The gloves came off for the second round of the GOP primary debate. Eleven candidates jostled for attention- former Florida Governor Jeb Bush sparred with front runner Donald Trump... and Senator Marco Rubio took the opportunity to highlight the story of his immigrant family- and air some of his foreign policy ideas. How presidential were the two Florida candidates in this debate? Then- lawmakers in the Florida House and Senate approved bills to allow gun owners the right to carry concealed weapons on college campuses. But the bills still face more committees before they can become law- and they're opposed by college presidents. And- Jeff Bezos payed a visit to the space coast. The Amazon founder is bringing his private space company Blue Origin to Cape Canaveral, where he plans to build and launch spacecraft by the end of the decade.
Intersection: Central Florida's Simulation Industry
Computer simulation is a multi billion dollar industry in Central Florida. Simulators can help trainee air force pilots learn to fly fighter planes without ever leaving the ground; new doctors can practise their skills without the risk of harming a patient, and simulation is now an important part of how theme parks design new rides. Tomorrow, thousands of experts head to Orlando for the start of the Florida Simulation Summit. Intersection talks with a panel of experts about what's driving the simulation industry and how it's being used in everything from defense to Disney. We'll talk to Tom Baptiste from the National Center for Simulation, Dr Shiva Kalidindi from Nemours Childrens Hospital, Walt Disney's Michael Tshanz, and Robert Abascal of AVT Simulation. And- Intersection's producer Brendan Byrne gets a tour of the flight simulators at Embry Riddle Aeronautical University.
Orange and Osceola Counties lead the state in arrests of children aged 5 to ten. The public defender for those counties wants to know why. Florida gets another dubious first- the state tops the list for cyclist fatalities... even as the rate of cyclist deaths declines. Former Florida Governor Jeb Bush had a few minutes on late night television with comedian Stephen Colbert. And Space Florida is pressing on with plans for a commercial spaceport inside the Merritt Island National Wildlife Refuge at a site called Shiloh It's the Friday news round table with Matt Reed for Florida Today, Erin Sullivan, Orlando Weekly and Frank Torres, Orlando Political Observer.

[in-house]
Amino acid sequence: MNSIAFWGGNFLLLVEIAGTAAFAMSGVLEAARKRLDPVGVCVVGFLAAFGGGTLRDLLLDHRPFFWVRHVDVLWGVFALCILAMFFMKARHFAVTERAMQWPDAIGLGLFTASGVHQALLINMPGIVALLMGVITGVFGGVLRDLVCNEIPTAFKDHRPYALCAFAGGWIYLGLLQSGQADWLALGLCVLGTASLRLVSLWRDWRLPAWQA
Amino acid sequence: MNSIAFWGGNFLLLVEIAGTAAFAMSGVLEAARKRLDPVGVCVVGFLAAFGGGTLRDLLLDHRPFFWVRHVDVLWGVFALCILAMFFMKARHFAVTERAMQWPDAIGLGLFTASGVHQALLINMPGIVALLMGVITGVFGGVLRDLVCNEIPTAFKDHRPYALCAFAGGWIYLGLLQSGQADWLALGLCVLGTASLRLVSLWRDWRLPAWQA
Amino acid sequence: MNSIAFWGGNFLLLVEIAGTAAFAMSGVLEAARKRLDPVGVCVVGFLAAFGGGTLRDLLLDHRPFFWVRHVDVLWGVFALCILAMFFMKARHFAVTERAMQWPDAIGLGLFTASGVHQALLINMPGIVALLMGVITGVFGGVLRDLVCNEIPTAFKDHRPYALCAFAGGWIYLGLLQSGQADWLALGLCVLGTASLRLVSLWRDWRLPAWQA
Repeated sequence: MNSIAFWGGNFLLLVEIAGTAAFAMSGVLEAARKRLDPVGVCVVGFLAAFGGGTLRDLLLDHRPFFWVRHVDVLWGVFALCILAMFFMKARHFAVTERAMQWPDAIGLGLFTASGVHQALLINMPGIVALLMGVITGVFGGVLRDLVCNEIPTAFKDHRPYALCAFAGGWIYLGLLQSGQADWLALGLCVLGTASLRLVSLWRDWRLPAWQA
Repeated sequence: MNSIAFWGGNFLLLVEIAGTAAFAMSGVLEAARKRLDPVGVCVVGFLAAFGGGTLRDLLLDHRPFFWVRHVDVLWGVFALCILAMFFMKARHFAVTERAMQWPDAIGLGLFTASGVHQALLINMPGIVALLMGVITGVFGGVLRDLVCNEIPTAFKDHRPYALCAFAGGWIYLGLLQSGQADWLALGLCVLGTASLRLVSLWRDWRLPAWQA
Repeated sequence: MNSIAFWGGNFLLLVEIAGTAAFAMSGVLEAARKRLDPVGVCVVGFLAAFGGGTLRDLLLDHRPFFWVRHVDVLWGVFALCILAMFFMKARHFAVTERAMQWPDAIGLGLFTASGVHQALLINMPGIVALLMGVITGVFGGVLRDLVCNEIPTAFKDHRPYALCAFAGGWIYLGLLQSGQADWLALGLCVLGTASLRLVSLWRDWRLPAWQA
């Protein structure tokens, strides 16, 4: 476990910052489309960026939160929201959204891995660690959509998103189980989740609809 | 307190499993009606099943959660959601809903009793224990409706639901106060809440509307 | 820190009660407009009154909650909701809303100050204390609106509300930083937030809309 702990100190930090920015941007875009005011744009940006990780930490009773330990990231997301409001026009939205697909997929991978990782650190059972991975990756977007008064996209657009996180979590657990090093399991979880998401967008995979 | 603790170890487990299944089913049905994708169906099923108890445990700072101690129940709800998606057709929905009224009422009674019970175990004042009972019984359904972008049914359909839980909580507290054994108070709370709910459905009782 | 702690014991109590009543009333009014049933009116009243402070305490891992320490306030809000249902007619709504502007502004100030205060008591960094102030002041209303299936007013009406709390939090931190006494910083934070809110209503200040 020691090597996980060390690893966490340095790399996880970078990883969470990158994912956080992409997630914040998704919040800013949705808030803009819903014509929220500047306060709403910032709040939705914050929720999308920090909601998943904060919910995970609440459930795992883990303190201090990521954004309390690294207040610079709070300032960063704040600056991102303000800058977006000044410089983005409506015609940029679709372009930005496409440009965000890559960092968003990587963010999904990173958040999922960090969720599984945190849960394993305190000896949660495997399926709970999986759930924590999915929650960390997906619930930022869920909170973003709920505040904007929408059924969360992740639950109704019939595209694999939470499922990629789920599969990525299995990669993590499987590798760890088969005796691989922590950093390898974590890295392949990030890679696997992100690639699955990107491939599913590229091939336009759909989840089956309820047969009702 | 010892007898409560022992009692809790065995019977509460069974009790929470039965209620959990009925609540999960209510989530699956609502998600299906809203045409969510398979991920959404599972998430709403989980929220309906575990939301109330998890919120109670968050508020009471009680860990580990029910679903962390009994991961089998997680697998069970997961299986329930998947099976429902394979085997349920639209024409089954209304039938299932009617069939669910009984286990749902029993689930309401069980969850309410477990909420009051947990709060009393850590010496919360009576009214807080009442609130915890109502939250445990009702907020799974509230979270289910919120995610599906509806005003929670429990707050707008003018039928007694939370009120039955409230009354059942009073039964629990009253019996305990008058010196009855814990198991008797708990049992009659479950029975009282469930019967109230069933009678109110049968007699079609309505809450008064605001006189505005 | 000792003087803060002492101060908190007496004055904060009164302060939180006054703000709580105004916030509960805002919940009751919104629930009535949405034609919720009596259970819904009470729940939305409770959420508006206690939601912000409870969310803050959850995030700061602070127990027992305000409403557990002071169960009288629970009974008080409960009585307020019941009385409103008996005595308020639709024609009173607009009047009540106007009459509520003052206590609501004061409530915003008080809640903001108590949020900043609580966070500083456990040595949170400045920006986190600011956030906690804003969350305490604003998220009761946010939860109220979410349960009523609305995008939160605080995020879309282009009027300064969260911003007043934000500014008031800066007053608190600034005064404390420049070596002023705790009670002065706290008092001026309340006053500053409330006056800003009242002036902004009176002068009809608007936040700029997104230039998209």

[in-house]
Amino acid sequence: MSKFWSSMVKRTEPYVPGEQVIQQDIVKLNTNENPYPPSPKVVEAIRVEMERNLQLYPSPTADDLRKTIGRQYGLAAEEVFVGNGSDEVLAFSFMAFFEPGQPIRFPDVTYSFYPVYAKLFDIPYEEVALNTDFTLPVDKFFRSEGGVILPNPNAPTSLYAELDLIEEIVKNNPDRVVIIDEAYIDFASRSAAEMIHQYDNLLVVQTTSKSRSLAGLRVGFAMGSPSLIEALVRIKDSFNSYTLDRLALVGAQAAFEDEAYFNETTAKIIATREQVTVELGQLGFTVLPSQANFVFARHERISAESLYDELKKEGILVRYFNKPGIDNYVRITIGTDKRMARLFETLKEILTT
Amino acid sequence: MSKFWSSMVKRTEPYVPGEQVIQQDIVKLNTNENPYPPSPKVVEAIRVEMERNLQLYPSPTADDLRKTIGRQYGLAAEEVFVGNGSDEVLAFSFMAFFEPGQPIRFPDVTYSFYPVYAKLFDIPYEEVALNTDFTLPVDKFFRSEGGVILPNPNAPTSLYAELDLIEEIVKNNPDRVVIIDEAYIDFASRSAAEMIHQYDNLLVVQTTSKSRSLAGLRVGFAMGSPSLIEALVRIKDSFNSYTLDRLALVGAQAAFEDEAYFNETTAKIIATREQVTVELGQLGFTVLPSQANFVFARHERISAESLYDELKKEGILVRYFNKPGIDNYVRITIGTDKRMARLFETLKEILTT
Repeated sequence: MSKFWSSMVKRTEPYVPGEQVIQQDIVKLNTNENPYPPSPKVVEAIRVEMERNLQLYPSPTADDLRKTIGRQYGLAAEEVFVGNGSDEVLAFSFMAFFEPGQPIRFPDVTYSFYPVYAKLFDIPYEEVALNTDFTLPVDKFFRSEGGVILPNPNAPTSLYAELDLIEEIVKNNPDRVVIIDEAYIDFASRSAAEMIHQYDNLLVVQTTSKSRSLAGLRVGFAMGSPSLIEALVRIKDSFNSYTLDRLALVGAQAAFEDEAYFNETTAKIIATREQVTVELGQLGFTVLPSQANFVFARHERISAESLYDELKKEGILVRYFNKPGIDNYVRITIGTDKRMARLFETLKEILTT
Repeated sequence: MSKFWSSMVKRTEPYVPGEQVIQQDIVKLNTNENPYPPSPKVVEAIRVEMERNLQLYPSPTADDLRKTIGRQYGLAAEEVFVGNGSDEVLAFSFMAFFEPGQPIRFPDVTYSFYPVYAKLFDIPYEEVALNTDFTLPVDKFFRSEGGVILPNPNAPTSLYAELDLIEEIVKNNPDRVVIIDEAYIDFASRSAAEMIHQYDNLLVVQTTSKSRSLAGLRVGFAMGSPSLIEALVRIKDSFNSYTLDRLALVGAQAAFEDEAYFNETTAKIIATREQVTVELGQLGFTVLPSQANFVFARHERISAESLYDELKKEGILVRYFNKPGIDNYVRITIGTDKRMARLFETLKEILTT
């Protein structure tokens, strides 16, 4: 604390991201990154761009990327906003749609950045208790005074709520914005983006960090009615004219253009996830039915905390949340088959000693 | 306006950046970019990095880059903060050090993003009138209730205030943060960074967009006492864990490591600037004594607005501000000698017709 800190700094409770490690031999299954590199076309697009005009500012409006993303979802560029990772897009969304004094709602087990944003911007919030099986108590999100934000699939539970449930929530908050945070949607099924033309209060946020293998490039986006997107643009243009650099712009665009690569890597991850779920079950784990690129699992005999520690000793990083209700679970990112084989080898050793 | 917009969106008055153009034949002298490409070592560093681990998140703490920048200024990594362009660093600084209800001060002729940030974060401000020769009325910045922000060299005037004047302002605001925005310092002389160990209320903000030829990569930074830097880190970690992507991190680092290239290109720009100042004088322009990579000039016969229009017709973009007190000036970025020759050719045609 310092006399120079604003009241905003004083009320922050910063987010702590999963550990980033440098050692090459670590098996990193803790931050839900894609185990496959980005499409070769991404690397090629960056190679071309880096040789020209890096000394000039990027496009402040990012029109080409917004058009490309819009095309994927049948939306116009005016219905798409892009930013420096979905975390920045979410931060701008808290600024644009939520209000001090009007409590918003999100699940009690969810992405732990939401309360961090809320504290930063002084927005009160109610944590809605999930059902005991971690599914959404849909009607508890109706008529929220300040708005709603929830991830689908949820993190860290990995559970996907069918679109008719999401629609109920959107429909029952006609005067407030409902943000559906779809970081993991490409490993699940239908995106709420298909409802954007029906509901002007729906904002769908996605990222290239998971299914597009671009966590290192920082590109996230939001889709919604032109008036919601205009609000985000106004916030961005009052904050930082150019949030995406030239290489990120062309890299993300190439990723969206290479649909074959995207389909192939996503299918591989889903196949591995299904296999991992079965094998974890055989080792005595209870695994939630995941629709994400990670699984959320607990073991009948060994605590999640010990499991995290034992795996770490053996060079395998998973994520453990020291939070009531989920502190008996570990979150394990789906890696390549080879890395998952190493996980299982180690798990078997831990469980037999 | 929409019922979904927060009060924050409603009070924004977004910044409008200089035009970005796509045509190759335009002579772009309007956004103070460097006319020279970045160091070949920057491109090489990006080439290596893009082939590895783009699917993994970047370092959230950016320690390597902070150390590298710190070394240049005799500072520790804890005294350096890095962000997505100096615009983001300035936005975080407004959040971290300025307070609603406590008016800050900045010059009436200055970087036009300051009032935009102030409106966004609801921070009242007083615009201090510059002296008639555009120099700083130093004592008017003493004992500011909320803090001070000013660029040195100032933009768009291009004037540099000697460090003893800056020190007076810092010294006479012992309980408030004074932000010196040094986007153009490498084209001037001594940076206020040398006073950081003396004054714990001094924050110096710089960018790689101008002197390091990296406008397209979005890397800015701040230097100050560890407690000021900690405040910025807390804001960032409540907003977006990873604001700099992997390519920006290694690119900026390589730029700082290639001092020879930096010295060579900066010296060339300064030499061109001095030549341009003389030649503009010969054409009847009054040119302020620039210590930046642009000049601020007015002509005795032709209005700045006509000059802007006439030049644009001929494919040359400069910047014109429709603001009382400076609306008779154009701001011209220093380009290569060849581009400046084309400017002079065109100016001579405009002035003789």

Orlando is growing fast. Tourism is booming, the airport's adding new international flights and more people are moving to Central Florida. And as the population grows- so does job creation. The Chair of the Central Florida Expressway Authority, Welton Cadwell talks about transportation and jobs, then a panel of experts – UCF Economist Sean Snaith, Michael Zaharious from the Florida High Tech Corridor, and Dale Ketcham from Space Florida talk about entrepreneurship, aerospace and the economy.
Medical marijuana is one step closer to the ballot in 2016- the amendment failed last year after it fell just shy of 60 percent of voters needed to put it in the consitution- but supporters now have enough signatures to trigger a supreme court review. Can it make it all the way back to the ballot? Then- there's a proposal to change the way drivers' licenses are issued move them from the county tax collector's offices to a centralized system that would mail the license out. And- bears have been getting a lot of attention in Florida- but what about the Florida panther? The state wants more federal involvement in managing the iconic animal- but what does this mean for the animal's survival? The Friday news round up on intersection with Darryl Owens, Rhetta Peoples and Jason Garcia.
Orlando's got theme parks. But that's not all: there's a vibrant arts community in the city beautiful- with everything from classical music to break dancing. Today on Intersection- we'll introduce you to some of Central Florida's most talented: the Orlando Philharmonic Orchestra's principal flute and clarinet Colleen and Nikolay Blagov; Slam poet Curtis Meyer; break dancing champion Victor Montalvo; and up and coming band Beemo.